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The EMBO Journal

Cover image for Vol. 33 Issue 3

3 February 2014

Volume 33, Issue 3

Pages 173–276

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    3. Articles
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      It's not over until the FAT lady sings (pages 173–175)

      Marco J Herold and Andreas Strasser

      Version of Record online: 18 JAN 2014 | DOI: 10.1002/embj.201387542

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      This study identifies the cadherin FAT1 as a novel inhibitor of caspase-8 activation with potential therapeutic value in sensitizing glioblastoma cells towards TRAIL-induced apoptosis.

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      Mec1 and Tel1: an arresting dance of resection (pages 176–178)

      Tracey Beyer and Ted Weinert

      Version of Record online: 22 JAN 2014 | DOI: 10.1002/embj.201387440

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      New work reveals how cells coordinate DNA resection and cell cycle arrest to ensure optimal, homology-directed repair of double strand breaks.

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      Will branch for food–nutrient-dependent tracheal remodeling in Drosophila (pages 179–180)

      Stefanie Marxreiter and Carl S Thummel

      Version of Record online: 18 JAN 2014 | DOI: 10.1002/embj.201387412

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      That nutrient- and oxygen-responsive neurons can drive vascular plasticity establishes a new paradigm of hard-wired changes upon metabolic adaptation.

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      A synthetic lethal screen identifies FAT1 as an antagonist of caspase-8 in extrinsic apoptosis (pages 181–197)

      Dominique Kranz and Michael Boutros

      Version of Record online: 18 JAN 2014 | DOI: 10.1002/embj.201385686

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      Starting from an unbiased screen for modifiers of death receptor-mediated (extrinsic) apoptosis, the cadherin FAT1 is identified as novel inhibitor of Caspase 8 activation.

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      Mec1/ATR regulates the generation of single-stranded DNA that attenuates Tel1/ATM signaling at DNA ends (pages 198–216)

      Michela Clerici, Camilla Trovesi, Alessandro Galbiati, Giovanna Lucchini and Maria Pia Longhese

      Version of Record online: 20 DEC 2013 | DOI: 10.1002/embj.201386041

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      Persistent Tel1 activation upon defective Mec1-dependent resection in yeast interferes with checkpoint adaptation, exemplifying a role for the ATM/ATR switch previously observed in human cells.

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      TopBP1 deficiency impairs V(D)J recombination during lymphocyte development (pages 217–228)

      Jieun Kim, Sung Kyu Lee, Yoon Jeon, Yehyun Kim, Changjin Lee, Sung Ho Jeon, Jaegal Shim, In-Hoo Kim, Seokmann Hong, Nayoung Kim, Ho Lee and Rho Hyun Seong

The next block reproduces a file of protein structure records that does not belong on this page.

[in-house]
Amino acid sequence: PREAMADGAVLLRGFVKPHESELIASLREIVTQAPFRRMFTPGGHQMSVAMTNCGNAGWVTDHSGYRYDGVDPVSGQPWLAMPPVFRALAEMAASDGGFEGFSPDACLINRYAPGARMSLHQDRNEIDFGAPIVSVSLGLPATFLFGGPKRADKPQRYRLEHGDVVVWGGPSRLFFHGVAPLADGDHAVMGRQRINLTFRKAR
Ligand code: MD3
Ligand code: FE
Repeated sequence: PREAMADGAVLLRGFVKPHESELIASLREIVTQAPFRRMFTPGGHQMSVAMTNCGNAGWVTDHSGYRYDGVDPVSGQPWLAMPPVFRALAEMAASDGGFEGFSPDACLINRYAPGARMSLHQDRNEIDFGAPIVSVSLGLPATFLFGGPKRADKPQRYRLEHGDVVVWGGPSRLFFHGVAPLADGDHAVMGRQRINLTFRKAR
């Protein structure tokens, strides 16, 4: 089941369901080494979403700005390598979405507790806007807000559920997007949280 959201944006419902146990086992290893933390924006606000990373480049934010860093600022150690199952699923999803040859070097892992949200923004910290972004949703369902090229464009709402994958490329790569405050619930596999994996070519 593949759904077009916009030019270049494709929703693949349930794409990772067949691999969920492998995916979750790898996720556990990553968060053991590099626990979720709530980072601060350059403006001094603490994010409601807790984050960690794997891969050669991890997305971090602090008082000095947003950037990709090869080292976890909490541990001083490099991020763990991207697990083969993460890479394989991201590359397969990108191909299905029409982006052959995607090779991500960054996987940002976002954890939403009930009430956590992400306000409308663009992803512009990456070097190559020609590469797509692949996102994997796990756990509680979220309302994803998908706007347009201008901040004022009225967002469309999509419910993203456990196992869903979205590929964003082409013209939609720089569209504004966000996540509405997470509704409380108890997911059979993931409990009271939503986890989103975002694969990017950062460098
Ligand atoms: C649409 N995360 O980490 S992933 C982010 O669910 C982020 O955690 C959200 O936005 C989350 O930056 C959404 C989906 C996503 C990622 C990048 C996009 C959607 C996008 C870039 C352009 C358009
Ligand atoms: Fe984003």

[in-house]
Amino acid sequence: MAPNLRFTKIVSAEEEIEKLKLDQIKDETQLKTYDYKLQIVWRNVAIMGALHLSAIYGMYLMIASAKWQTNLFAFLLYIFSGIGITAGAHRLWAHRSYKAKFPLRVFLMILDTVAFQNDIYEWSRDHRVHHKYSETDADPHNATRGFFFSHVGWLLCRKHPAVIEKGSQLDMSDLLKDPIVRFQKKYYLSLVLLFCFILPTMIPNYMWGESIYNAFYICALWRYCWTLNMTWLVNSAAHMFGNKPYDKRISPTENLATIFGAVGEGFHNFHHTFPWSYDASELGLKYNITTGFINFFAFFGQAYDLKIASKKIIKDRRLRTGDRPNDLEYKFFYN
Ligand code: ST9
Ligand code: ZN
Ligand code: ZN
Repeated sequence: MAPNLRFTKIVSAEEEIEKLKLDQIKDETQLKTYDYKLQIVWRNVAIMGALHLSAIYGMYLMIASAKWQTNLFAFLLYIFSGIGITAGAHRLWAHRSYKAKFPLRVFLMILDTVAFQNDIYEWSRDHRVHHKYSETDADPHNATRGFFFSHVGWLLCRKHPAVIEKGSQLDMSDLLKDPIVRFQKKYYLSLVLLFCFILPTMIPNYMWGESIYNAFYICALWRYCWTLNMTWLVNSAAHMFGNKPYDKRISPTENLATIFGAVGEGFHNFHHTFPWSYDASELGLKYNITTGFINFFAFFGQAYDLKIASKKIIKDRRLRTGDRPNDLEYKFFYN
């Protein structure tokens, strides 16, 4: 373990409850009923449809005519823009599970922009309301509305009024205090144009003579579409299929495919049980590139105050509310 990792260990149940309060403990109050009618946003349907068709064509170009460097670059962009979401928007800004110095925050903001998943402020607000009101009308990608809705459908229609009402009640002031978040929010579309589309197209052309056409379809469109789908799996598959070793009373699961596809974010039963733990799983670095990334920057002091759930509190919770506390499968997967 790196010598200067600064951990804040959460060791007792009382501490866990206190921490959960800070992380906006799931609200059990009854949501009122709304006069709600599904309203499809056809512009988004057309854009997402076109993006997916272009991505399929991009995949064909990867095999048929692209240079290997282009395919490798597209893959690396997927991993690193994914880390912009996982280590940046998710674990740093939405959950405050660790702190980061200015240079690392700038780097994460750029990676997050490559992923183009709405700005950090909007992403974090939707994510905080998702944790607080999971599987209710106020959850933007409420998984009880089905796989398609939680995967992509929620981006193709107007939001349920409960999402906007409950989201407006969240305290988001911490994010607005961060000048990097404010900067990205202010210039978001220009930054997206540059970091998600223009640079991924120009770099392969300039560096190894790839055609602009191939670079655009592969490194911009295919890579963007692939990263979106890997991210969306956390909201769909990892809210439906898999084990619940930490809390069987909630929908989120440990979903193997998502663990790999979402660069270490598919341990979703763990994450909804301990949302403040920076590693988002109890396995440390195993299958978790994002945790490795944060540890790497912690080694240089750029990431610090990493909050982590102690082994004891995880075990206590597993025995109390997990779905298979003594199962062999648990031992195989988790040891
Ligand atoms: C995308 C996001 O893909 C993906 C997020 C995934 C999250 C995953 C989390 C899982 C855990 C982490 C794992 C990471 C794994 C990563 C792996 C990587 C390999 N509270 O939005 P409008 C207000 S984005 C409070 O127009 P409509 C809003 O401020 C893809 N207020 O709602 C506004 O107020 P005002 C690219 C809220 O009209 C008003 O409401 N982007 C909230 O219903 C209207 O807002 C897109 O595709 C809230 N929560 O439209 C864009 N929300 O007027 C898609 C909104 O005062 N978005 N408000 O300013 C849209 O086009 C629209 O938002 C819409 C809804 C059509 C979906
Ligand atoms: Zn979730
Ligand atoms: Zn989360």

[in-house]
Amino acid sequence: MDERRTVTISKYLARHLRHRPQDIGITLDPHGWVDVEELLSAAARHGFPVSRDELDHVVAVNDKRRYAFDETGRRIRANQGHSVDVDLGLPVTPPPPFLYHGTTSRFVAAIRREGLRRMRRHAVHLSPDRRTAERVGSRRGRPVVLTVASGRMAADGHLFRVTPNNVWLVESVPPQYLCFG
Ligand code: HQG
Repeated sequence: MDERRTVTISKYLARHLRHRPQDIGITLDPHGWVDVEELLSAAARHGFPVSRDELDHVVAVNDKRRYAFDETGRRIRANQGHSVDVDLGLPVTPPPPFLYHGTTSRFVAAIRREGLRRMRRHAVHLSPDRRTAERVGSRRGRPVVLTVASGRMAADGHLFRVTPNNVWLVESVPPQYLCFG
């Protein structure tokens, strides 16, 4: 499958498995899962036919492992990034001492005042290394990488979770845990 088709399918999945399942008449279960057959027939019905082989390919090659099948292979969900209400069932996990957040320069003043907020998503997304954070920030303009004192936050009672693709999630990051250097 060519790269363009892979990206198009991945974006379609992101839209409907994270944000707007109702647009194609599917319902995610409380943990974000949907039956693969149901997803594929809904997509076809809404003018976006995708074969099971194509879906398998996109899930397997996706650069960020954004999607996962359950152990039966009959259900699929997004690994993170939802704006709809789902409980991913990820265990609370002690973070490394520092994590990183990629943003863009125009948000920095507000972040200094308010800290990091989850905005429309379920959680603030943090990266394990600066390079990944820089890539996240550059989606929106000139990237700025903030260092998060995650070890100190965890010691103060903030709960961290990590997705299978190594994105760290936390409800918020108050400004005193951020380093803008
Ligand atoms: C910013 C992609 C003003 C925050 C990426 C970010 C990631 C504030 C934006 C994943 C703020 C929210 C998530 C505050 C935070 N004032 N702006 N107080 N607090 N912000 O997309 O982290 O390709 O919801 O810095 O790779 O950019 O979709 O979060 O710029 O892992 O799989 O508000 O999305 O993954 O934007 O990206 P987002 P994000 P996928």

Version of Record online: 18 JAN 2014 | DOI: 10.1002/embj.201284316

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      TopBP1 is needed for V(D)J rearrangement during development of B, T and iNKT cells.

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      FGF23 promotes renal calcium reabsorption through the TRPV5 channel (pages 229–246)

      Olena Andrukhova, Alina Smorodchenko, Monika Egerbacher, Carmen Streicher, Ute Zeitz, Regina Goetz, Victoria Shalhoub, Moosa Mohammadi, Elena E Pohl, Beate Lanske and Reinhold G Erben

      Version of Record online: 17 JAN 2014 | DOI: 10.1002/embj.201284188

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      αKlotho acts as a co-receptor for the phosphaturic hormone FGF23 but can also activate TRPV5 channels via altered glycosylation patterns. Similar defects in αKlotho- and FGF23-deficient mice along with FGF23-controlled TRPV5 membrane localization suggest that the former pathway reflects αKlotho's in vivo function in renal calcium reabsorption.

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      Developmental refinement of hair cell synapses tightens the coupling of Ca2+ influx to exocytosis (pages 247–264)

      Aaron B Wong, Mark A Rutherford, Mantas Gabrielaitis, Tina Pangršič, Fabian Göttfert, Thomas Frank, Susann Michanski, Stefan Hell, Fred Wolf, Carolin Wichmann and Tobias Moser

      Version of Record online: 18 JAN 2014 | DOI: 10.1002/embj.201387110

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      Cochlear inner hair cells undergo major refinements during their development from pre-sensory pacemaker to sound transducer resulting in spatial coupling between Ca2+ influx and exocytosis.

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      Dom34-Hbs1 mediated dissociation of inactive 80S ribosomes promotes restart of translation after stress (pages 265–276)

      Antonia M G van den Elzen, Anthony Schuller, Rachel Green and Bertrand Séraphin

      Version of Record online: 14 JAN 2014 | DOI: 10.1002/embj.201386123

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      Stresses such as glucose starvation generate inactive 80S ribosome complexes. Dom34-Hbs1 together with Rli1 actively dissociate and re-activate these complexes, offering a new level of translational control.

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